A modern museum of beautiful handmade tapestries and carpets, the Manufacture des Gobelins is also a fully functioning atelier where you can watch the artisans practice their craft as if the industrial revolution never occurred. The museum takes its name for the Gobelin family (from Reims), who established a dye shop in the Saint Marceau quarter in Paris. Henri IV soon installed two Flemish tapestry makers nearby to take advantage of the brilliant dyes being manufactured by the Gobelins, but the area really took off under Louis XIV, who in 1667 established the royal manufacture of furniture of the Crown. In much the same way, the French state today subsidizes this unique art form, commissioning modern artists to design tapestries for the ateliers, where workers weave in much the same way they did hundreds of years ago. In a triumph of craft over productivity, a weaver might expect to create one square meter of tapestry in a given year. Completed works become part of the artistic patrimony, eventually finding homes in government buildings around the country.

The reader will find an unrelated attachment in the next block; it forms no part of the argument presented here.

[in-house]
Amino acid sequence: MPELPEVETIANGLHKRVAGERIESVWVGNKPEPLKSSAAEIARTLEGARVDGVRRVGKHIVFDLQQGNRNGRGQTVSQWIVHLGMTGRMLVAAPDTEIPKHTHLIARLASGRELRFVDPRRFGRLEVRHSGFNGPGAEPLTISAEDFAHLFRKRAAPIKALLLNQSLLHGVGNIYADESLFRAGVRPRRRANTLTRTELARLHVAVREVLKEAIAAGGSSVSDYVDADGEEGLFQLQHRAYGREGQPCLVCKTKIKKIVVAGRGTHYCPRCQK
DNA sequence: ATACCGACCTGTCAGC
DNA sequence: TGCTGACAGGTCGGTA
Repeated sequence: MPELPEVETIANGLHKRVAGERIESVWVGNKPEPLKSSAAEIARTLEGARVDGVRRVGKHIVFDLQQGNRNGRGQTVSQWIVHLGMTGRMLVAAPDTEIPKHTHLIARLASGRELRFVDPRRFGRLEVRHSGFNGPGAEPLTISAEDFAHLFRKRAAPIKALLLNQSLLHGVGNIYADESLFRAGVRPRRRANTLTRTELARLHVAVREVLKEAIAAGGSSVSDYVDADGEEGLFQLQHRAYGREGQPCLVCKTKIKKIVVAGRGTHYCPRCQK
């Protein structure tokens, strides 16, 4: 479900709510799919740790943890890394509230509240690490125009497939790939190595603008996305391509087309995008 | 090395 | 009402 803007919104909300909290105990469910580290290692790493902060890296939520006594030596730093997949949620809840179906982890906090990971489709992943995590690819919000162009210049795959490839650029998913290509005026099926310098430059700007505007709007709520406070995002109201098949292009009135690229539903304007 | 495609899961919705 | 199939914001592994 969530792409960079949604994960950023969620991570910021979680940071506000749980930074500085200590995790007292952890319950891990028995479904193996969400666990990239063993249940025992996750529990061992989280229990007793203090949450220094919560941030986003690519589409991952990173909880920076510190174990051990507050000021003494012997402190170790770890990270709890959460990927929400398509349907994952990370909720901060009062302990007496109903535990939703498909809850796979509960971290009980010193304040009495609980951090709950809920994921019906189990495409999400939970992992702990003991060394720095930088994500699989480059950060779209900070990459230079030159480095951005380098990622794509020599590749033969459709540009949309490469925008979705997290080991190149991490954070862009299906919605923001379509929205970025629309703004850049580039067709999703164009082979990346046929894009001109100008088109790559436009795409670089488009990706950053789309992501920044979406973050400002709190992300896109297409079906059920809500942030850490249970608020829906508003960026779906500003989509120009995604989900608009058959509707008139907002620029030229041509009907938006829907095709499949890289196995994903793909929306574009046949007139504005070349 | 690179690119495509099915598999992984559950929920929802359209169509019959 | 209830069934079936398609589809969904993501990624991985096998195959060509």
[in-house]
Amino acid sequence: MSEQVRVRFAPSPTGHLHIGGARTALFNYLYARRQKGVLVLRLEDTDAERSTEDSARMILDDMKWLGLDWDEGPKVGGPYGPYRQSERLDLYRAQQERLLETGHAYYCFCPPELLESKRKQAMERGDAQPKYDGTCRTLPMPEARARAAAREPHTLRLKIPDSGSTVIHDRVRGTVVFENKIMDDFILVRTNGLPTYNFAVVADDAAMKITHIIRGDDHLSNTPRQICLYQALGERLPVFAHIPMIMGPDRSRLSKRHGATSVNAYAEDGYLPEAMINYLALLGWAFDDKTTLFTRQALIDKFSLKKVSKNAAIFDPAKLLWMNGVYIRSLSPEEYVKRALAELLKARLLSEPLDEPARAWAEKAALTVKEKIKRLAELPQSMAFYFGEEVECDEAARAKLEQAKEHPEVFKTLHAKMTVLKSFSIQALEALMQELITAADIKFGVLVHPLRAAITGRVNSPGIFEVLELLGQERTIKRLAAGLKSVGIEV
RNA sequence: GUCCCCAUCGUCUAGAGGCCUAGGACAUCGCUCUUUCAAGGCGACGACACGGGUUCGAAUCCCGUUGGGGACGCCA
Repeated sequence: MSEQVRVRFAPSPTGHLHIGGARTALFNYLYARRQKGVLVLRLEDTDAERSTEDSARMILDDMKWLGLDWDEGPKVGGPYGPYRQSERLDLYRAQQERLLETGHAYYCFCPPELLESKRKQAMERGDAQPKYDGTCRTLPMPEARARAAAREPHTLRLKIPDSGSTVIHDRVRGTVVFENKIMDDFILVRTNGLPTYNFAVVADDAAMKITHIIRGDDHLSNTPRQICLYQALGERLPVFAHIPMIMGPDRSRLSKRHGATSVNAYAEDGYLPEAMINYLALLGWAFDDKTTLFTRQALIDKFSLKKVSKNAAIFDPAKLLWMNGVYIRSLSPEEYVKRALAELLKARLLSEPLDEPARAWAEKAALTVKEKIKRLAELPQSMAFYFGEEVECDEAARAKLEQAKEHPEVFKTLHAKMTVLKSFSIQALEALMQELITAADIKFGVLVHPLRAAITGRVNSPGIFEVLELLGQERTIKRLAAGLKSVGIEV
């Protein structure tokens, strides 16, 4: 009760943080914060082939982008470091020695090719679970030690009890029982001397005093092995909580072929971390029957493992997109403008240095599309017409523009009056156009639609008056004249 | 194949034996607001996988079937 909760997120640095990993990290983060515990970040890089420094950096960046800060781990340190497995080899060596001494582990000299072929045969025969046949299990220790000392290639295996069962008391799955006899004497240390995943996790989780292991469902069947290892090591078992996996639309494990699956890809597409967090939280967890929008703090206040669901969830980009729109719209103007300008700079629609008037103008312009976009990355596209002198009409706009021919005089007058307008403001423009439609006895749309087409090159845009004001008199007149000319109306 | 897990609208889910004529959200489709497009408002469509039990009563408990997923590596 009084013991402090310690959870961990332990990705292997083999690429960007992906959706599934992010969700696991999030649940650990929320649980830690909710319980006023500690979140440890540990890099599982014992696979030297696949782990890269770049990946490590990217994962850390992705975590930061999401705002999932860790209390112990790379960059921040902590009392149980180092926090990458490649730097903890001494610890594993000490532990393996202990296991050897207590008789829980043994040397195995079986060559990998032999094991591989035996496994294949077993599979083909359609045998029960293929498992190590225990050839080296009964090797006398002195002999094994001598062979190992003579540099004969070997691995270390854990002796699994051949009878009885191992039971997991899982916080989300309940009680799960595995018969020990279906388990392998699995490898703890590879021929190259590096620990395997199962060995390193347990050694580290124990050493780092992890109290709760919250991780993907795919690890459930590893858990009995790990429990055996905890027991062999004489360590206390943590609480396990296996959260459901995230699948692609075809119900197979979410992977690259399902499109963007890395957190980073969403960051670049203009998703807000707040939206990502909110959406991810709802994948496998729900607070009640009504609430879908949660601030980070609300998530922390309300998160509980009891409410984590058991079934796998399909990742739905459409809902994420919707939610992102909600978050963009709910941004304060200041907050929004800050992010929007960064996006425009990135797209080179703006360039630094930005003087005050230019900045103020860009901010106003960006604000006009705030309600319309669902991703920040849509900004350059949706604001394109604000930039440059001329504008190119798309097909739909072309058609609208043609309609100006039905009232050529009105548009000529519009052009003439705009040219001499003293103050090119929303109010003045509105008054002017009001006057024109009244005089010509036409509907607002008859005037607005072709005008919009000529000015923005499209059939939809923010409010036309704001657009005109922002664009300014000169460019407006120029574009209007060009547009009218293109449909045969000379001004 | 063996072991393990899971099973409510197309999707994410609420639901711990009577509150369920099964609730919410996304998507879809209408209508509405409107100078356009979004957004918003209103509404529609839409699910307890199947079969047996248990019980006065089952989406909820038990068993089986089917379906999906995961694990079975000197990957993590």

Direction: Several blocks north of the Place d’Italie (on avenue des Gobelins), this museum is probably out of walking range for all but the most hardy of American pedestrians. Consider walking southwest on rue Tolbiac to rue Patay, then taking the northwest bound #27 bus. Les Gobelins will be the 9th stop.